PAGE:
• Homa you are incorrect. I have not ” have taken a very strong and consistent position against the use of letters on behalf of the Guardian ” – What my position is, is that if any Bahai wants to treat these letters as anything more than being intended as advice for the addressee, then that Bahai should not pick and choose. That Bahai should not select just those 5 letters that mention homosexuality and elevate these letter to a higher authority or status while ignoring the advice in the thousands of other letters written on behalf of Shoghi Effendi.
      Your words “In any case, it is clear that such letters are authoritative” with nothing to back this up is not an argument. If you or even many Bahais or even the UHJ refer to these letters as if they are authorative in the sense of being like laws for Bahais today to follow, then this usage doesn’t change the status that Shoghi Effendi intended for these letters. I am not claiming to know what Shoghi Effendi’s intentions were. All I am doing is looking at what was and was not penned by Shoghi Effendi.

      I repeat, IF Shoghi Effendi had mentioned one word about the status of these letters in his own hand, you can be assured that I would be quoting this. There is not anything so it is a case of doing second best, see if any of these letters say anything about who they are intended for or how they are to be used while making it absolutely clear that I am only referring to a letter written on behalf of Shoghi Effendi while making this argument.

      There is a difference between using a letter written on behalf of Shoghi Effendi as historical evidence and using it as doctrine. So back to my blog above, a letter written on behalf of Shoghi Effendi cannot create new doctrine. And I have not done this in referring to those three letters that refer to these letters having a lesser status or authority.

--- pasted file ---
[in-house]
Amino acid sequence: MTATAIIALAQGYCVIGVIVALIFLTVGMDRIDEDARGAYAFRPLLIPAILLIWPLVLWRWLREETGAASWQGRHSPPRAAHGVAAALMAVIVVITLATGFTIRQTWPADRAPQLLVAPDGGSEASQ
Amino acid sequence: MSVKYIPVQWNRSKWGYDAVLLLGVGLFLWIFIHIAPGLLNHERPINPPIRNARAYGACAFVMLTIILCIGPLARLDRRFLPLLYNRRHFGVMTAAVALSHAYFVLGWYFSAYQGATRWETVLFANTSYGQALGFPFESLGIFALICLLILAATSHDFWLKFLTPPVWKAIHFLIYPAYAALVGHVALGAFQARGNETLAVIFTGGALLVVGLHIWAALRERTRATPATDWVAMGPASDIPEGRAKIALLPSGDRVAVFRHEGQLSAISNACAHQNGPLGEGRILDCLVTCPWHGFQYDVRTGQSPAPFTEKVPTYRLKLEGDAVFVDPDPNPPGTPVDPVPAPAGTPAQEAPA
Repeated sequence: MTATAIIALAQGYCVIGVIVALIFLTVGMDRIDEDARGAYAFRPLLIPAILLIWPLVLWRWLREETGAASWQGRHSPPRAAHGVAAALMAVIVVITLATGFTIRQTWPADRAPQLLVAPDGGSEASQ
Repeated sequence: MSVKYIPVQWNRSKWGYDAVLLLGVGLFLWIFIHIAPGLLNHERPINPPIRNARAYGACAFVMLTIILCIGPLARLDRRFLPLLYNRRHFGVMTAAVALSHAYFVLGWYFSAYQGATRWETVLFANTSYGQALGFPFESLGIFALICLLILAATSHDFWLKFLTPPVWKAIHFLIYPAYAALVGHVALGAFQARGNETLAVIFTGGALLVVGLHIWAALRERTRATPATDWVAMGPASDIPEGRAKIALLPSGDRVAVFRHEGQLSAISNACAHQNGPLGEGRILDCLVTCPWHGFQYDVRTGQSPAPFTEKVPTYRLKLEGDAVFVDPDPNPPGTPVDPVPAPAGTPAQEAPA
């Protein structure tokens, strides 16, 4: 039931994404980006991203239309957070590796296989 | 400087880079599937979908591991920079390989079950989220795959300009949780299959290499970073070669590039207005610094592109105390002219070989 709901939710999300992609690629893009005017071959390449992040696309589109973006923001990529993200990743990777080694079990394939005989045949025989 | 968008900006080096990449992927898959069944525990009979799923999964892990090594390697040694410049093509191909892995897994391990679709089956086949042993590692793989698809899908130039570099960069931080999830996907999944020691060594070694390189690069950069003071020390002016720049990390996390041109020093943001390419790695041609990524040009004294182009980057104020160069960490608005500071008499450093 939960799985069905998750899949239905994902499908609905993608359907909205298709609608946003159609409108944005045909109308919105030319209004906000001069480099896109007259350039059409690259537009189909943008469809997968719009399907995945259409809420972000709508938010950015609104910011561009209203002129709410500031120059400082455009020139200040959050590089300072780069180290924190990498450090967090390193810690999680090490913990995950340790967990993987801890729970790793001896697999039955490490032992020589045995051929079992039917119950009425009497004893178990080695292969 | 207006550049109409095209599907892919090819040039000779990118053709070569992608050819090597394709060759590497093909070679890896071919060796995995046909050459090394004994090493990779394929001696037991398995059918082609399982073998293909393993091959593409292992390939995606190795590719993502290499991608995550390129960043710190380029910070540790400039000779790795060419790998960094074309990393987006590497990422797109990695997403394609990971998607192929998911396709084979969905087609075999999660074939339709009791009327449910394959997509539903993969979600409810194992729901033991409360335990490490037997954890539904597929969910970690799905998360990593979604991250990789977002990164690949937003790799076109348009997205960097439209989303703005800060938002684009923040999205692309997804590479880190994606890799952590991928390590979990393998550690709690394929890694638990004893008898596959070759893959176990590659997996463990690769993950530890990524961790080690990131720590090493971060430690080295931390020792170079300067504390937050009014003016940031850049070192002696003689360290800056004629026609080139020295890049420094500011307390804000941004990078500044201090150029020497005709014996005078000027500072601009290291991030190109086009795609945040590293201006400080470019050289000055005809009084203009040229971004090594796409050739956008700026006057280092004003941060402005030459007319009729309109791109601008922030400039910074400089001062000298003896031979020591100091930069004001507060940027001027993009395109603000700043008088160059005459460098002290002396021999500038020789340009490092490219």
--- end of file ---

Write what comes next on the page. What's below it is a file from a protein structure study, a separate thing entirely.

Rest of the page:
11. Justabahai, I have to agree that using a letter on behalf of Shoghi Effendi as the basis for your argument is a double standard when you are telling others not to do it.
    If I had a science blog and told (and warned!) people posting not to use articles that were not peer reviewed how could I then justify using a non peer reviewed article myself as the basis for my blog? That would be a clear double standard. Shouldn’t I use only peer reviewed articles to support my arguments?
    I don’t care what H says. You cannot call it a “mystery” for Homa as it is very obvious what you have done and not at all a “mystery” for her or anyone who has read your reference to the Letter on behalf of Shoghi Effendi, The Unfolding Destiny of the British Baha’i Community, p. 260.


    • I repeat, IF Shoghi Effendi had mentioned one word about the status of these letters in his own hand, you can be assured that I would be quoting this. There is not anything so it is a case of doing second best, see if any of these letters say anything about who they are intended for or how they are to be used while making it absolutely clear that I am only referring to a letter written on behalf of Shoghi Effendi while making this argument.

      There is a difference between using a letter written on behalf of Shoghi Effendi as historical evidence and using it as doctrine. So back to my blog above, a letter written on behalf of Shoghi Effendi cannot create new doctrine. And I have not done this in referring to those two letters that refer to these letters having a lesser status or authority.



Leave a Reply

Fill in your details below or click an icon to log in:

WordPress.com Logo

You are commenting using your WordPress.com account. Log Out / Change )

Twitter picture

You are commenting using your Twitter account. Log Out / Change )

Facebook photo

You are commenting using your Facebook account. Log Out / Change )

Google+ photo

You are commenting using your Google+ account. Log Out / Change )

Connecting to %s

%d bloggers like this: